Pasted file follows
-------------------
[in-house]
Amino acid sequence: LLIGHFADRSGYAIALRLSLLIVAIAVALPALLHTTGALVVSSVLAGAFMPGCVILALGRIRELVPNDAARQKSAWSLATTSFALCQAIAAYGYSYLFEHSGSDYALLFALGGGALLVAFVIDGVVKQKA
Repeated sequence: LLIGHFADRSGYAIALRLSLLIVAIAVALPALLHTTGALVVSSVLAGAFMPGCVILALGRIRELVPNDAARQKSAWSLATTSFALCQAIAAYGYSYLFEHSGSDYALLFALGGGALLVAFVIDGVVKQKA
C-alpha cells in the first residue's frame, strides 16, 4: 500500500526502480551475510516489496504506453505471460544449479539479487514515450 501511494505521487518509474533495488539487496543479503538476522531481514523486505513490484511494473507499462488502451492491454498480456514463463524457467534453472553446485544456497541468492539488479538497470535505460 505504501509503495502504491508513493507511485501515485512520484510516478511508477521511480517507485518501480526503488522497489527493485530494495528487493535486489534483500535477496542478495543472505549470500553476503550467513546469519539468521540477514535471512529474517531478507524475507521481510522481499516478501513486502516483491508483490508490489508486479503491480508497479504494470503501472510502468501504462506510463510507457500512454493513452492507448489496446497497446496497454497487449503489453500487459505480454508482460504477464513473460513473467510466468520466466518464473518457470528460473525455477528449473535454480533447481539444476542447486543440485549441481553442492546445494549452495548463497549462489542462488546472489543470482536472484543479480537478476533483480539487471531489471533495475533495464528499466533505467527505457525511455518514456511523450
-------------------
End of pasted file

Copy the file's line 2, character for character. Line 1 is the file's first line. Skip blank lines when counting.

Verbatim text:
Amino acid sequence: LLIGHFADRSGYAIALRLSLLIVAIAVALPALLHTTGALVVSSVLAGAFMPGCVILALGRIRELVPNDAARQKSAWSLATTSFALCQAIAAYGYSYLFEHSGSDYALLFALGGGALLVAFVIDGVVKQKA